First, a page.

Health

Is scurvy making a comeback?

A plate of oranges and lemons Image copyright Thinkstock
Image caption One large orange or a bowl of strawberries each day provides enough vitamin C for the body

Early explorers called it the "scourge of the sea" and the disease was widespread during the Victorian era, but could scurvy now be making a comeback?

Parents are constantly telling children to eat their greens and health experts urge us to make sure we eat our "five a day" - and with good reason.

Fruit and vegetables are important sources of vitamin C (also called ascorbic acid) which the body needs to keep our bones, skin, tissues and blood vessels healthy.

Without it, we lack a protein called collagen which can't be replaced and we end up with symptoms that were common hundreds of years ago in sick sailors and malnourished children.

The numbers are very small, but scurvy is on the rise in England, according to official figures from the Health and Social Care Information Centre.

In the year up to April 2014, it was the primary diagnosis behind 16 hospital admissions and the primary or secondary cause of 94 admissions.

Between 2009 and 2014, admissions related to scurvy went up by 27%.

That's in line with percentage increases in hospital admissions for malnutrition and gout - a common Victorian complaint traditionally associated with too much port and an unhealthy lifestyle - over the same period.

The most recent research, conducted in 2014, suggests that gout currently affects one in 40 people in the UK.

One of those unfortunates, the BBC's Richard Warry, explained his shock at being diagnosed with an extremely painful condition which is no laughing matter.

Image copyright Thinkstock

Where to find vitamin C?

  • in fruit such as oranges, lemons, limes, grapefruits, blackcurrants, strawberries, kiwi fruit and tomatoes
  • in vegetables like broccoli, asparagus, cabbage, green peppers, sprouts and sweet potatoes

What does this say about the nation's diet?

During the 18th century, it was dire - especially for sailors on long-distance voyages on the high seas. At that time, scurvy killed more British sailors than enemy action.

In the 1740s, a British voyage to the Pacific lost 1,300 men out of a 2,000-strong crew within 10 months of leaving port.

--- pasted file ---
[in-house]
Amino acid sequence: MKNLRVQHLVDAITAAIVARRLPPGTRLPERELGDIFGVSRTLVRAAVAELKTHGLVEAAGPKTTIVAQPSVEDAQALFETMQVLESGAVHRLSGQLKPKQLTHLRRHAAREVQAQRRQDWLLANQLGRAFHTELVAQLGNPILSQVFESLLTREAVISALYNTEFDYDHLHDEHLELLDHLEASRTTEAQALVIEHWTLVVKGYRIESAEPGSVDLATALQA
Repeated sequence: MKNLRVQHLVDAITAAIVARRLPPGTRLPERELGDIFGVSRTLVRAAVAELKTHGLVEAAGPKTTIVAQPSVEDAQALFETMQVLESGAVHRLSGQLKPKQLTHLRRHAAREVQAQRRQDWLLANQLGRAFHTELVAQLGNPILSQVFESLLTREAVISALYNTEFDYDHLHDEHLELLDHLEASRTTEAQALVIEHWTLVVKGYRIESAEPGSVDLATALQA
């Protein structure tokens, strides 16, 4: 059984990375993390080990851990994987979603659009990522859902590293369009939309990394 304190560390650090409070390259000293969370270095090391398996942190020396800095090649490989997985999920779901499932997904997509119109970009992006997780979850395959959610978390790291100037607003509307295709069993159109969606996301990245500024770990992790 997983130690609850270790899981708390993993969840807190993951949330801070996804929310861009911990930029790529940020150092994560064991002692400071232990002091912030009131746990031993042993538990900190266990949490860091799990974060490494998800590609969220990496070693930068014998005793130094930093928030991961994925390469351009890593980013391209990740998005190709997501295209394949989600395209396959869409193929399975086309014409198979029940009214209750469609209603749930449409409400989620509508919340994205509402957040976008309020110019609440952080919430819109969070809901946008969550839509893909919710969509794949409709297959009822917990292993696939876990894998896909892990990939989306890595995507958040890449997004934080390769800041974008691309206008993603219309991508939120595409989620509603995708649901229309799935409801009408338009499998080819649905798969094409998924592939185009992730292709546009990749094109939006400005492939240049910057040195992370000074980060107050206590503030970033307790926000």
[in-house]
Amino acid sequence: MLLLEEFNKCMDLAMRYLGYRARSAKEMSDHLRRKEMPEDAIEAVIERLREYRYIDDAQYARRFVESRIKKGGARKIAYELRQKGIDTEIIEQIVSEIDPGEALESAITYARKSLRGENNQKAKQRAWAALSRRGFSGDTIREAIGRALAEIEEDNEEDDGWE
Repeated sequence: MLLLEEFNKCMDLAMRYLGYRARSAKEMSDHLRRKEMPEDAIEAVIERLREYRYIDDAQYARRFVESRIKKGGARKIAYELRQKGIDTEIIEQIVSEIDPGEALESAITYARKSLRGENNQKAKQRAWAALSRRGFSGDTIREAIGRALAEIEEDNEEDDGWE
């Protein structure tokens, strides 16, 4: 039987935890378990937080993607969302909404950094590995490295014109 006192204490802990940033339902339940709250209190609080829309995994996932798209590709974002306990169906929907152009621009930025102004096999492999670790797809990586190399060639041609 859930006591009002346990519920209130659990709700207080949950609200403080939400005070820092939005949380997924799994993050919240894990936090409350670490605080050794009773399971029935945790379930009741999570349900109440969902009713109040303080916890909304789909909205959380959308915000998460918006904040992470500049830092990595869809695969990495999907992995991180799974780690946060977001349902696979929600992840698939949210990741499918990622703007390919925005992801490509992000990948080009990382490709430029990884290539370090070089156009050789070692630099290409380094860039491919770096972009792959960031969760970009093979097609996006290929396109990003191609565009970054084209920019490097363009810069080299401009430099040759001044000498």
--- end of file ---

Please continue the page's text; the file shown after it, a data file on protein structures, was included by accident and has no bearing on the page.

Richard Walter, the chaplain on the voyage, described the terrible suffering of the men, noting their ulcers, blackened skin, revolting gum disease and rotten breath.

When they got hold of the fruit they craved so badly, he described them swallowing it "with emotions of the most voluptuous luxury".

Image copyright Science Photo Library
Image caption James Lind (1716-1794) showed that fruit in the diet would prevent scurvy

They had been used to eating a predominately salty diet, overdosing on seals' livers and fat.

They were, literally, dying for vitamin C.

When they reached land, it was celery, cabbage and plants which helped them recover. Future voyages carried dried vegetables, fruit and palm wine and sauerkraut to help ward off the dreaded scurvy and in 1752 a Scottish doctor, James Lind, found proof that citrus had a rapid beneficial effect.

Today, we are in a far better position thanks to improvements in standard of living and diet - but that doesn't mean there aren't pockets of people still at risk.

Fussy eaters

Lucy Jackman, a paediatric dietitian and spokesperson for the British Dietetic Association, says low-income families and those dependent on drugs or alcohol tend to the ones most often in that bracket.

"Scurvy results from a prolonged deficiency of vitamin C, which we get entirely from our diet, and it can make people really ill."

Warning signs of scurvy can include tiredness, muscle and joint pain and bleeding or swelling of the gums.

She says cases of scurvy are rare and isolated, but she does see very small numbers of children with vitamin C deficiency, which is generally related to "very fussy eating".

"The key is to catch it early, get the message across about balanced eating and to make sure they are eating five portions of fruit and vegetables every day."

An orange a day

Eating healthily doesn't have to be expensive, she says.

"Vitamins can come from a variety of sources. Although fresh fruit and vegetables are ideal, they can also be tinned or frozen, as long as they are varied."

Eating one large orange, a bowl of strawberries or a single kiwi fruit is enough to provide you with the vitamin C needed for your body every day.

How much vitamin C do we need?

  • babies need around 25mg of vitamin C a day
  • children 1-10 years old need around 30mg
  • children 11-14 years old need around 35mg
  • older children and adults need around 40mg (and more for those who smoke or drink large amounts of alcohol)
  • pregnant women need 50mg of vitamin C a day
  • breastfeeding mothers need around 70-75mg

Source: NHS Choices

While the increasing prevalence of gout in the UK is a concern, experts put it down to an ageing population and a growing obesity problem.

This painful and severe form of arthritis, which is caused by a build-up of uric acid in the body, can be managed through changes in lifestyle, like losing weight, eating less red meat and reducing alcohol intake.

Image copyright Science Photo Library
Image caption Gout is a painful form of arthritis which is on the rise in the UK, affecting one in 40 people

Thanks to the childhood vaccination programme, many serious infectious diseases are a thing of the past.

But some common Victorian diseases still make an appearance on official hospital admission statistics, including cholera, typhoid fever, scarlet fever and rickets.

The cases may be rare, affecting the very young or the very old, but their presence reminds us that although time has moved on, poor diet can still be a cause of some serious illnesses.

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